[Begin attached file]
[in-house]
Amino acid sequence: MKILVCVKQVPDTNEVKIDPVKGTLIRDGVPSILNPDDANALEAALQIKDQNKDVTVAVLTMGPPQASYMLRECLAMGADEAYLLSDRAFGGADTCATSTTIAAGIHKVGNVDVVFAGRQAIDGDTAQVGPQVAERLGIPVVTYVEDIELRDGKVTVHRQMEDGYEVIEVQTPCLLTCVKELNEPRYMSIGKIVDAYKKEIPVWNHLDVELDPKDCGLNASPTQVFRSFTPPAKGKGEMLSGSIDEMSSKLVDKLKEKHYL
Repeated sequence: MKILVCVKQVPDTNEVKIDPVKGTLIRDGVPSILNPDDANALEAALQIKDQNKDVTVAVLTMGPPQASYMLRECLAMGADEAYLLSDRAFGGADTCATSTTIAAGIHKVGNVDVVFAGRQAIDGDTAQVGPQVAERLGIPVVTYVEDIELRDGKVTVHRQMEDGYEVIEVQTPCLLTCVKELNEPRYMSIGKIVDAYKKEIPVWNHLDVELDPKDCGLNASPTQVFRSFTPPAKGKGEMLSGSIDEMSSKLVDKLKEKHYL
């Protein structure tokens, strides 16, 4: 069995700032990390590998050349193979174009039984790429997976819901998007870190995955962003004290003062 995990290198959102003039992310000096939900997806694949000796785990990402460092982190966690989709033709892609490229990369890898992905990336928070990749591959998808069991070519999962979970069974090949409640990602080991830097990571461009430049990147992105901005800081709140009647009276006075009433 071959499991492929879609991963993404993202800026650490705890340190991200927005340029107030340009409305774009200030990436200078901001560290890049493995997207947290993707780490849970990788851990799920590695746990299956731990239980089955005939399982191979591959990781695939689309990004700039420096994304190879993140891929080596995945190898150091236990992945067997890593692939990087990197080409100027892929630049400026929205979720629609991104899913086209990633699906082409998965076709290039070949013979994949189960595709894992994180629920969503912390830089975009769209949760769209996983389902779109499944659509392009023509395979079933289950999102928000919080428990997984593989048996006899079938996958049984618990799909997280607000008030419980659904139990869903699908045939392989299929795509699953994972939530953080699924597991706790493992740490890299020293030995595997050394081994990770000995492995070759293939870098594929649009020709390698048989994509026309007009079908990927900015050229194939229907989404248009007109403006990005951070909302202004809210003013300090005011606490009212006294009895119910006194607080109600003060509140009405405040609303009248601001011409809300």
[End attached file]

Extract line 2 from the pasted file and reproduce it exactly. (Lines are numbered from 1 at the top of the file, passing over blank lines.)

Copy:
Amino acid sequence: MKILVCVKQVPDTNEVKIDPVKGTLIRDGVPSILNPDDANALEAALQIKDQNKDVTVAVLTMGPPQASYMLRECLAMGADEAYLLSDRAFGGADTCATSTTIAAGIHKVGNVDVVFAGRQAIDGDTAQVGPQVAERLGIPVVTYVEDIELRDGKVTVHRQMEDGYEVIEVQTPCLLTCVKELNEPRYMSIGKIVDAYKKEIPVWNHLDVELDPKDCGLNASPTQVFRSFTPPAKGKGEMLSGSIDEMSSKLVDKLKEKHYL